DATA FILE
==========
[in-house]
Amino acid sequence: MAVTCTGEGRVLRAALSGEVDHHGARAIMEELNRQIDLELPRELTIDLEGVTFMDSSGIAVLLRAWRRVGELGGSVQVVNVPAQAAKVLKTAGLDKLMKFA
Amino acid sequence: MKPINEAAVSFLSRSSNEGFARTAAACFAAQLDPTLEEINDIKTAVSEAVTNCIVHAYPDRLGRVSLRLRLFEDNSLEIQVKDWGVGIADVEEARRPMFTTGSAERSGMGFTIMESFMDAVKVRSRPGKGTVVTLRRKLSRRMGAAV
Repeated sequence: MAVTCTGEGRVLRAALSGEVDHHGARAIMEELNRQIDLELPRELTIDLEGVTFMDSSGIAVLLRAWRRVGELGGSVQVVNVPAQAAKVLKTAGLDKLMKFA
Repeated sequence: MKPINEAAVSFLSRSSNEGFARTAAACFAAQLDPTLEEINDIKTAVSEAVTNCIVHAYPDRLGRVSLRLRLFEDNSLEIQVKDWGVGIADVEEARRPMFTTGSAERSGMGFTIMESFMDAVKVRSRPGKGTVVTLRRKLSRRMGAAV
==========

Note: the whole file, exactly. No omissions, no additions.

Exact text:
[in-house]
Amino acid sequence: MAVTCTGEGRVLRAALSGEVDHHGARAIMEELNRQIDLELPRELTIDLEGVTFMDSSGIAVLLRAWRRVGELGGSVQVVNVPAQAAKVLKTAGLDKLMKFA
Amino acid sequence: MKPINEAAVSFLSRSSNEGFARTAAACFAAQLDPTLEEINDIKTAVSEAVTNCIVHAYPDRLGRVSLRLRLFEDNSLEIQVKDWGVGIADVEEARRPMFTTGSAERSGMGFTIMESFMDAVKVRSRPGKGTVVTLRRKLSRRMGAAV
Repeated sequence: MAVTCTGEGRVLRAALSGEVDHHGARAIMEELNRQIDLELPRELTIDLEGVTFMDSSGIAVLLRAWRRVGELGGSVQVVNVPAQAAKVLKTAGLDKLMKFA
Repeated sequence: MKPINEAAVSFLSRSSNEGFARTAAACFAAQLDPTLEEINDIKTAVSEAVTNCIVHAYPDRLGRVSLRLRLFEDNSLEIQVKDWGVGIADVEEARRPMFTTGSAERSGMGFTIMESFMDAVKVRSRPGKGTVVTLRRKLSRRMGAAV